If there are so many pizzerias, it certainly responds to a demand from travelers. While I kind of understand it from people enjoying life on a beach during their week of vacation, I’m a bit more surprised to see that people crossing an ocean, spending hours in an airplane to discover a culture so different from theirs, have apparently not curiosity for or interest in local cuisine, nor the minimum amount of willing to adapt themselves to a new way of living or to local habits. We are not speaking about eating worms, wiping your ass with your left hand or drinking local untreated water. No, local cuisine in Peru consists of rice, potatoes, chicken, pork, vegetables, etc … Not exactly a big gastronomic step.
11 July 2012: Cuzco Market, Peru. [Click on the picture to enlarge it].
I’m afraid that this is one of the many examples representing the lack of interest or preparation from many tourists. It frequently starts with a group of (usually) girls climbing a mountain wearing flip-flop (“Nobody told me we had to walk that long during our 5 days trekking”) or of people having only t-shirts while traveling at 4000m altitude in winter (“I thought that every country south of Miami was warm”). However, they usually know exactly how much cost a beer and where to party topless (even if they are in a Muslim country).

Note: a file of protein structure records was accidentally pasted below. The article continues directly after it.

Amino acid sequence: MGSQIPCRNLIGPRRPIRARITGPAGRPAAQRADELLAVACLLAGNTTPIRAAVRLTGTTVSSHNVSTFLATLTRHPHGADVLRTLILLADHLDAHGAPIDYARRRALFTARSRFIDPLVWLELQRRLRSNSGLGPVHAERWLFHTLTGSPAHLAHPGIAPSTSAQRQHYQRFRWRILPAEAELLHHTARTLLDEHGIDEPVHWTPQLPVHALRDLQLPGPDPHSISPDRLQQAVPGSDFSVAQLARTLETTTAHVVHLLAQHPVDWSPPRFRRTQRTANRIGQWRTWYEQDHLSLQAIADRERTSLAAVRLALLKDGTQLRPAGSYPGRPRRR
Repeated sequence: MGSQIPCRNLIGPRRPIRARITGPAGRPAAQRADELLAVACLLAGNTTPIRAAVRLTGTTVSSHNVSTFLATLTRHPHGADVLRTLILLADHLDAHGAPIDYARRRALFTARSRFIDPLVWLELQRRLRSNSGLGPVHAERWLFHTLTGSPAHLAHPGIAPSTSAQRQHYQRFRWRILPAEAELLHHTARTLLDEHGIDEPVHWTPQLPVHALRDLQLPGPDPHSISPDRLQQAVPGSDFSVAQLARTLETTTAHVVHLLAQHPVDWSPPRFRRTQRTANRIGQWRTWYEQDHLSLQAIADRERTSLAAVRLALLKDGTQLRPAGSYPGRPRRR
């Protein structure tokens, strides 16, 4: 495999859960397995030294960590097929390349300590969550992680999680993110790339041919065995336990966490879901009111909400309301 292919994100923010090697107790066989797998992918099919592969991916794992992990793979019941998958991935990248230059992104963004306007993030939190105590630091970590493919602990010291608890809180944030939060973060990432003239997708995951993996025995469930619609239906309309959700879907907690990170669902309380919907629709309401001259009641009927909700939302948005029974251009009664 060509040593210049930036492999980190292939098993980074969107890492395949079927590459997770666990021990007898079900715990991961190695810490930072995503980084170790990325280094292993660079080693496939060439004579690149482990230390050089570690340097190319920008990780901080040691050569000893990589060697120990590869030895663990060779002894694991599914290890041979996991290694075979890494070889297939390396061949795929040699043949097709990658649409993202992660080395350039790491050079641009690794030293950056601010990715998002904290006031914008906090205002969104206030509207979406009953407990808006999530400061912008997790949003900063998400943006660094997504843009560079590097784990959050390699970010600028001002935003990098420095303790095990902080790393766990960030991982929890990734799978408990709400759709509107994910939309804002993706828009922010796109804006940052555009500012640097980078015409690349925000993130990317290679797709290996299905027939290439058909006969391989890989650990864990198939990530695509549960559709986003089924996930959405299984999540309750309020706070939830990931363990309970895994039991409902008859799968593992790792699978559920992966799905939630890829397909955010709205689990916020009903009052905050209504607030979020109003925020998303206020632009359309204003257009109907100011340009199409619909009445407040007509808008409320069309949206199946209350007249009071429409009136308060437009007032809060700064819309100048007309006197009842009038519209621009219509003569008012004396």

I’ve considered for a long time that traveling was a unique opportunity to better understand the world we are living in, to put in perspective our own living condition and therefore, to improve our own existence. But while I still consider it as true, I’m afraid it doesn’t apply to everyone, especially when you don’t make some small efforts to discover a new culture/country, trying to adopt a different state of mind. The consequence of it is to have to deal with people, or to listen to their conversations, full of clichés: Africa is populated of poor people always begging for money and trying to robe you, but beer is cheap. Thailand is great because beer and girls are cheap. Laos is even better because food is cheaper. In Europe, everybody drinks beers, go out at night and eat tapas (if you have studied in Salamanca with non-European, you certainly know what I’m talking about). Traveling around the world is then just a unique opportunity to get drunk for free (or almost), to have sex with a pure stranger (after having spent three hours speaking about how boring are you respective countries) or of taking pictures in fantastic places, simply to update your Facebook profile picture.